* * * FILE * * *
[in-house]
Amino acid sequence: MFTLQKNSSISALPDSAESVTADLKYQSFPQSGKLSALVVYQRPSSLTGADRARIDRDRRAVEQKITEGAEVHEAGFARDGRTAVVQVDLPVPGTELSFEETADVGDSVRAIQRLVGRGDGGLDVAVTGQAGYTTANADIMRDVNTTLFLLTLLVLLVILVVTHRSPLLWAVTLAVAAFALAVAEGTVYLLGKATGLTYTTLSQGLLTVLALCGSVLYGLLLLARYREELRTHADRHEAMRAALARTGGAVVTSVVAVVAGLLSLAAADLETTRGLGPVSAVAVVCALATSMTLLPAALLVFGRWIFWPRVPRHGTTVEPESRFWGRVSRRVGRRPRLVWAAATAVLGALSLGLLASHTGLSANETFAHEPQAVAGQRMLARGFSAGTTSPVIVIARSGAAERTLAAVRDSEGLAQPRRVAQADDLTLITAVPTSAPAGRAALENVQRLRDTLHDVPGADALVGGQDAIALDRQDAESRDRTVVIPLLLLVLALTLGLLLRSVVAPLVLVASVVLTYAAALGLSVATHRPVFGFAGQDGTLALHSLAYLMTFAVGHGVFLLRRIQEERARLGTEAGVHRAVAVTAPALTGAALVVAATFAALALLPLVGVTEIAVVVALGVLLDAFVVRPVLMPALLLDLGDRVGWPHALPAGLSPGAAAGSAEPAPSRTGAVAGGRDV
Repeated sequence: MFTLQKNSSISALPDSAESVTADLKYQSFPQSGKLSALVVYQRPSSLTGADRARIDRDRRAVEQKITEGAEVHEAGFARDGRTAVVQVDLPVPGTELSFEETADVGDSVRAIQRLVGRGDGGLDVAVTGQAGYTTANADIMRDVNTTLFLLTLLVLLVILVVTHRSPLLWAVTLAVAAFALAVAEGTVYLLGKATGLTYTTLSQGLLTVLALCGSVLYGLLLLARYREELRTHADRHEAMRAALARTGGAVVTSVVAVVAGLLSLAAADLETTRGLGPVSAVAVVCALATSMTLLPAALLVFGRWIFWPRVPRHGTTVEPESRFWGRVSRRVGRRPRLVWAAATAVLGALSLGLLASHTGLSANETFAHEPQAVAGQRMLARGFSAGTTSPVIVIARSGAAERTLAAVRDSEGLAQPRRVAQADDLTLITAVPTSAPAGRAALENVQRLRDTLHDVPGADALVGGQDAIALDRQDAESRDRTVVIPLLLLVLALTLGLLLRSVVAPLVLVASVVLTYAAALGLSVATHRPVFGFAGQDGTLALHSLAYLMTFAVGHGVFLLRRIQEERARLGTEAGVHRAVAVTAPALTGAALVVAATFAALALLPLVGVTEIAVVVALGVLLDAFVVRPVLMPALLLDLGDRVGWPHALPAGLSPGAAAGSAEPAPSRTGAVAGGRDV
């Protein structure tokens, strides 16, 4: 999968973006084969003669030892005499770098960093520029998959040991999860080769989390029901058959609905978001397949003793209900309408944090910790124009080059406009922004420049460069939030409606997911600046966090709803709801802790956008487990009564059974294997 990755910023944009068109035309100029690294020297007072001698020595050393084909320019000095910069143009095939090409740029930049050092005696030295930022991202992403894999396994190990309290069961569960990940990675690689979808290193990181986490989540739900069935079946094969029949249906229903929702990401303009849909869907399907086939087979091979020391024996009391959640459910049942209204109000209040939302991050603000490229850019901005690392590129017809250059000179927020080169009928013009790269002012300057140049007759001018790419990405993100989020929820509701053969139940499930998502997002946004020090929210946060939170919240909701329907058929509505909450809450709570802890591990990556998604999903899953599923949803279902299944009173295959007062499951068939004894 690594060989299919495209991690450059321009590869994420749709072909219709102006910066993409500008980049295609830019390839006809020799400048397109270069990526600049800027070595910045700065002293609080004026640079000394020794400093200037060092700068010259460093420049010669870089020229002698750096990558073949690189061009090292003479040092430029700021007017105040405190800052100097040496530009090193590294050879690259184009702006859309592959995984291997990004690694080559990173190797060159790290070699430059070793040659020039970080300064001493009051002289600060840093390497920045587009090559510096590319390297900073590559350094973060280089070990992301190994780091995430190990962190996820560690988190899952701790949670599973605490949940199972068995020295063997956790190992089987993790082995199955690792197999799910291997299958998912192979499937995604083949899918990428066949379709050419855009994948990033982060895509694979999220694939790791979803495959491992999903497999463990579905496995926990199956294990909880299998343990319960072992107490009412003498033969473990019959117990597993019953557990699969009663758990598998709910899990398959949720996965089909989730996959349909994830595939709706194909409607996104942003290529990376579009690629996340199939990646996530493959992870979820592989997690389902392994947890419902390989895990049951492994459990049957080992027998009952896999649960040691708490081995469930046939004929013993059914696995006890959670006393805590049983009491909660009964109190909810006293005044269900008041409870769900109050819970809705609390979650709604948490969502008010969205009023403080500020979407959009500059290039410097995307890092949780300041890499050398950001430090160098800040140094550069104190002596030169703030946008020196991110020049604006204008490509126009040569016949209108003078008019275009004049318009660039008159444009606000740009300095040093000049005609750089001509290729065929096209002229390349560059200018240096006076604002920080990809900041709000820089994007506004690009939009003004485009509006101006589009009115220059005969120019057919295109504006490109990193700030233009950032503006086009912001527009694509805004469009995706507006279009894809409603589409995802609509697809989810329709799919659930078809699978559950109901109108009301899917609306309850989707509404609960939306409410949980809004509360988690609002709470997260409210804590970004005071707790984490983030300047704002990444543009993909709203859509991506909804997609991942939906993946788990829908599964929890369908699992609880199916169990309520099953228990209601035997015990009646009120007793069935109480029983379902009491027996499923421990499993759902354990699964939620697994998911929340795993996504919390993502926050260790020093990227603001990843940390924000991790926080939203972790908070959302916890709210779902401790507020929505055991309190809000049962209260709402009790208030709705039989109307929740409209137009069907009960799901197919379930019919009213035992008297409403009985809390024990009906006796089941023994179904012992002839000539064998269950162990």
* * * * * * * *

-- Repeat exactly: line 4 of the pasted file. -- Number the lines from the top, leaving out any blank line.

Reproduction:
């Protein structure tokens, strides 16, 4: 999968973006084969003669030892005499770098960093520029998959040991999860080769989390029901058959609905978001397949003793209900309408944090910790124009080059406009922004420049460069939030409606997911600046966090709803709801802790956008487990009564059974294997 990755910023944009068109035309100029690294020297007072001698020595050393084909320019000095910069143009095939090409740029930049050092005696030295930022991202992403894999396994190990309290069961569960990940990675690689979808290193990181986490989540739900069935079946094969029949249906229903929702990401303009849909869907399907086939087979091979020391024996009391959640459910049942209204109000209040939302991050603000490229850019901005690392590129017809250059000179927020080169009928013009790269002012300057140049007759001018790419990405993100989020929820509701053969139940499930998502997002946004020090929210946060939170919240909701329907058929509505909450809450709570802890591990990556998604999903899953599923949803279902299944009173295959007062499951068939004894 690594060989299919495209991690450059321009590869994420749709072909219709102006910066993409500008980049295609830019390839006809020799400048397109270069990526600049800027070595910045700065002293609080004026640079000394020794400093200037060092700068010259460093420049010669870089020229002698750096990558073949690189061009090292003479040092430029700021007017105040405190800052100097040496530009090193590294050879690259184009702006859309592959995984291997990004690694080559990173190797060159790290070699430059070793040659020039970080300064001493009051002289600060840093390497920045587009090559510096590319390297900073590559350094973060280089070990992301190994780091995430190990962190996820560690988190899952701790949670599973605490949940199972068995020295063997956790190992089987993790082995199955690792197999799910291997299958998912192979499937995604083949899918990428066949379709050419855009994948990033982060895509694979999220694939790791979803495959491992999903497999463990579905496995926990199956294990909880299998343990319960072992107490009412003498033969473990019959117990597993019953557990699969009663758990598998709910899990398959949720996965089909989730996959349909994830595939709706194909409607996104942003290529990376579009690629996340199939990646996530493959992870979820592989997690389902392994947890419902390989895990049951492994459990049957080992027998009952896999649960040691708490081995469930046939004929013993059914696995006890959670006393805590049983009491909660009964109190909810006293005044269900008041409870769900109050819970809705609390979650709604948490969502008010969205009023403080500020979407959009500059290039410097995307890092949780300041890499050398950001430090160098800040140094550069104190002596030169703030946008020196991110020049604006204008490509126009040569016949209108003078008019275009004049318009660039008159444009606000740009300095040093000049005609750089001509290729065929096209002229390349560059200018240096006076604002920080990809900041709000820089994007506004690009939009003004485009509006101006589009009115220059005969120019057919295109504006490109990193700030233009950032503006086009912001527009694509805004469009995706507006279009894809409603589409995802609509697809989810329709799919659930078809699978559950109901109108009301899917609306309850989707509404609960939306409410949980809004509360988690609002709470997260409210804590970004005071707790984490983030300047704002990444543009993909709203859509991506909804997609991942939906993946788990829908599964929890369908699992609880199916169990309520099953228990209601035997015990009646009120007793069935109480029983379902009491027996499923421990499993759902354990699964939620697994998911929340795993996504919390993502926050260790020093990227603001990843940390924000991790926080939203972790908070959302916890709210779902401790507020929505055991309190809000049962209260709402009790208030709705039989109307929740409209137009069907009960799901197919379930019919009213035992008297409403009985809390024990009906006796089941023994179904012992002839000539064998269950162990």